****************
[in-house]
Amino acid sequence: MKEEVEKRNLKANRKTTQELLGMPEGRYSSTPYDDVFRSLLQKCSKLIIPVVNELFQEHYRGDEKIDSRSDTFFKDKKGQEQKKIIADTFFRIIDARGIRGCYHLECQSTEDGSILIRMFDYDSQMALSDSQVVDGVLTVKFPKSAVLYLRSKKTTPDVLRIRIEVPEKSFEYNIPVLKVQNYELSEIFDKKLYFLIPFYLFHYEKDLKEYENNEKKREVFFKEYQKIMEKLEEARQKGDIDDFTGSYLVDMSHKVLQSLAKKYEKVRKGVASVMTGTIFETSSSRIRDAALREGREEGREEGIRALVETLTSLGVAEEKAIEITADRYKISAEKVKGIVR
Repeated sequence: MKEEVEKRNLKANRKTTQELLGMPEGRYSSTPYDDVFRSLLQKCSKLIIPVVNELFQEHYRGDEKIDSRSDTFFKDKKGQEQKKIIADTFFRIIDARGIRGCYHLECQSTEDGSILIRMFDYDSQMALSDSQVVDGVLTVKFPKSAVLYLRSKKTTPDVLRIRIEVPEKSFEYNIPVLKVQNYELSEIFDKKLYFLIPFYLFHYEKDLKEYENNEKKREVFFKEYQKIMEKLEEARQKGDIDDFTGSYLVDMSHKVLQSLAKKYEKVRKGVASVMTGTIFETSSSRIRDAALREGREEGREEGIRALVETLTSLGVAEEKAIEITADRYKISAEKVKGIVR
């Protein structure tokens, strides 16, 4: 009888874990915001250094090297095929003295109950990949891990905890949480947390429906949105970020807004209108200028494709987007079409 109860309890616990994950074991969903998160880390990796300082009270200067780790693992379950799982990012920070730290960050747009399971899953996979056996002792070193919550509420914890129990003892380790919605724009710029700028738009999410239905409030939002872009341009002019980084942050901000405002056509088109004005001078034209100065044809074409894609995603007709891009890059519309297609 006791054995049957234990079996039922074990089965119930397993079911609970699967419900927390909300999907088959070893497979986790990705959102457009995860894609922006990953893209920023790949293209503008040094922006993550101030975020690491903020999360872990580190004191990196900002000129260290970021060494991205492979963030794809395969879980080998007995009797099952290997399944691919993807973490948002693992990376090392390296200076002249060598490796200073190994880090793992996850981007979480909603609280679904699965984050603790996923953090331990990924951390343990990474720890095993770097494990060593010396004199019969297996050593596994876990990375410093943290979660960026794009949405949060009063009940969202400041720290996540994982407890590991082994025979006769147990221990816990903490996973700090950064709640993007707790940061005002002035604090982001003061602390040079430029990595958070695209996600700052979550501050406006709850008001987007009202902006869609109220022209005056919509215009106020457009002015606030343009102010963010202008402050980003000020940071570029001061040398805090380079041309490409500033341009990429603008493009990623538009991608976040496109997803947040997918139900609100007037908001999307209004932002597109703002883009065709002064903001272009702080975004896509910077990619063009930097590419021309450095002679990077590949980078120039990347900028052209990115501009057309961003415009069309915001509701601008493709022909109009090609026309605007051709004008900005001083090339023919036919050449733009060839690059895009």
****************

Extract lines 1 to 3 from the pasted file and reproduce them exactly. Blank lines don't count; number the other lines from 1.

[in-house]
Amino acid sequence: MKEEVEKRNLKANRKTTQELLGMPEGRYSSTPYDDVFRSLLQKCSKLIIPVVNELFQEHYRGDEKIDSRSDTFFKDKKGQEQKKIIADTFFRIIDARGIRGCYHLECQSTEDGSILIRMFDYDSQMALSDSQVVDGVLTVKFPKSAVLYLRSKKTTPDVLRIRIEVPEKSFEYNIPVLKVQNYELSEIFDKKLYFLIPFYLFHYEKDLKEYENNEKKREVFFKEYQKIMEKLEEARQKGDIDDFTGSYLVDMSHKVLQSLAKKYEKVRKGVASVMTGTIFETSSSRIRDAALREGREEGREEGIRALVETLTSLGVAEEKAIEITADRYKISAEKVKGIVR
Repeated sequence: MKEEVEKRNLKANRKTTQELLGMPEGRYSSTPYDDVFRSLLQKCSKLIIPVVNELFQEHYRGDEKIDSRSDTFFKDKKGQEQKKIIADTFFRIIDARGIRGCYHLECQSTEDGSILIRMFDYDSQMALSDSQVVDGVLTVKFPKSAVLYLRSKKTTPDVLRIRIEVPEKSFEYNIPVLKVQNYELSEIFDKKLYFLIPFYLFHYEKDLKEYENNEKKREVFFKEYQKIMEKLEEARQKGDIDDFTGSYLVDMSHKVLQSLAKKYEKVRKGVASVMTGTIFETSSSRIRDAALREGREEGREEGIRALVETLTSLGVAEEKAIEITADRYKISAEKVKGIVR